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Thursday February 14, 2013


Two days after taking action at the February 4 City Council meeting to fire City Manager Sandy Miller, a special meeting was held to discuss what’s next. With legal counsel present, the Council asked Deputy City Manager Bob Rusten if he would be willing to take on the role of “temporary” interim City Manager. He agreed with the understanding that he would return to his position as Deputy after a replacement was found.

A discussion followed regarding the process of hiring an interim and permanent city manager. Typically, the Vermont League of Cities and Towns has assisted with the process of finding an interim city manager. The League is contacted, they provide a list of names to, in this case, Rusten, and the City Manager and Council can move forward from there. According to attorney Steve Stitzel, the League is made up of people who have worked with Vermont finance and laws and have in depth experience. The candidates may only be lacking in knowledge of specific projects a city has underway. When Greco inquired as to whether the interim City Manager is ever hired on a permanent basis, Stitzel said typically the interim people are not interested in staying on as permanent city managers. One reason is that if the interim individual is viewed as an incumbent, it can dissuade others from applying since they perceive the incumbent as having an advantage. As of February 11, three names, from three different agencies had been submitted for consideration for the interim city manager position.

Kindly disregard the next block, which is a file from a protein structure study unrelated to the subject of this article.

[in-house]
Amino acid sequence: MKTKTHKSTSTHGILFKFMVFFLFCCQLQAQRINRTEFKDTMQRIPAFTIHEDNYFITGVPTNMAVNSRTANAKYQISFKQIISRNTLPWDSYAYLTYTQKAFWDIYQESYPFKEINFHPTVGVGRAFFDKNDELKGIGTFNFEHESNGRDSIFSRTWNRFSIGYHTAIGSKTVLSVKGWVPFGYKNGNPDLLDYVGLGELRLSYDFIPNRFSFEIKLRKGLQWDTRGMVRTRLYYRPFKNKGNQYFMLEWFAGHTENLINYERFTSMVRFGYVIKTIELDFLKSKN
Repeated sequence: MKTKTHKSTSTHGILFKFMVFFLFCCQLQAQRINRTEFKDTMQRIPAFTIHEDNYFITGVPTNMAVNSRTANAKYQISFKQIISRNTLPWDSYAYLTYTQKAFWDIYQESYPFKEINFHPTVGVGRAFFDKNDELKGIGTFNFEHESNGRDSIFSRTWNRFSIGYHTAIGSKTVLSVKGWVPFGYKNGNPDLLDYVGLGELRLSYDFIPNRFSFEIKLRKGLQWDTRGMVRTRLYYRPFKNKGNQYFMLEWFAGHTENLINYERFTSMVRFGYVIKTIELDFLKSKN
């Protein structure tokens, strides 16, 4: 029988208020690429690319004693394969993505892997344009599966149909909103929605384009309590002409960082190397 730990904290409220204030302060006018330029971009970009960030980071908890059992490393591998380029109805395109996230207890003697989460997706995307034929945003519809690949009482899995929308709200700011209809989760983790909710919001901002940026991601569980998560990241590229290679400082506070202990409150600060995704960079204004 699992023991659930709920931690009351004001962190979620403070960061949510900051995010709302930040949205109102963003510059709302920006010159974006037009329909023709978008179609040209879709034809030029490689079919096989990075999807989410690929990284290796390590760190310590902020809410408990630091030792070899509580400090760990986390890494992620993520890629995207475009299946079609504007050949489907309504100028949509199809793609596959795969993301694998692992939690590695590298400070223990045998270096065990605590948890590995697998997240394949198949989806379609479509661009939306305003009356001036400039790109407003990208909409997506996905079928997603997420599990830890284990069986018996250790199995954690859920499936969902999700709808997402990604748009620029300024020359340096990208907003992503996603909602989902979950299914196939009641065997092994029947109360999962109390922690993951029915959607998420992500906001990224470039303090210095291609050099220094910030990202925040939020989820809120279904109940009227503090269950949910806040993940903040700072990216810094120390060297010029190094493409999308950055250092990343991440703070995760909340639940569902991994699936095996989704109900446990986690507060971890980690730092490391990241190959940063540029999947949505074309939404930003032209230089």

Councilor Sandy Dooley said that the process of hiring Miller took about 2 ½ months and involved a committee made up of community members and City staff. The finalists interviewed with various department heads who each had a score sheet, then all information went to the Council for a final decision. All Councilors agreed that community feedback is very important and they will determine how and when to gather this


Although the decision regarding Miller’s termination may have seemed abrupt to some, it was anything but. The decision on his termination was made in public on February 4, although the evaluation process leading up to the decision was initiated in late July. “Nothing was done in haste” Greco said. “This is a decision we took very seriously. We consulted with legal counsel. We wanted to protect the SB taxpayers as much as possible and act in the best interest of South Burlington.”

As a result of this decision, some have begun to broach the question of transparency. Greco pointed to the fact that they are holding deliberative sessions on interim zoning in public, even though they aren’t legally required to do so.

“No one would be privy to the details of an evaluation since that’s a private matter” Greco said, “To reveal the details of a personal evaluation would not be respectable or polite. We’re constantly trying to balance citizens’ right to know with personal privacy.”   

 

SOURCE: Corey Burdick, Correspondent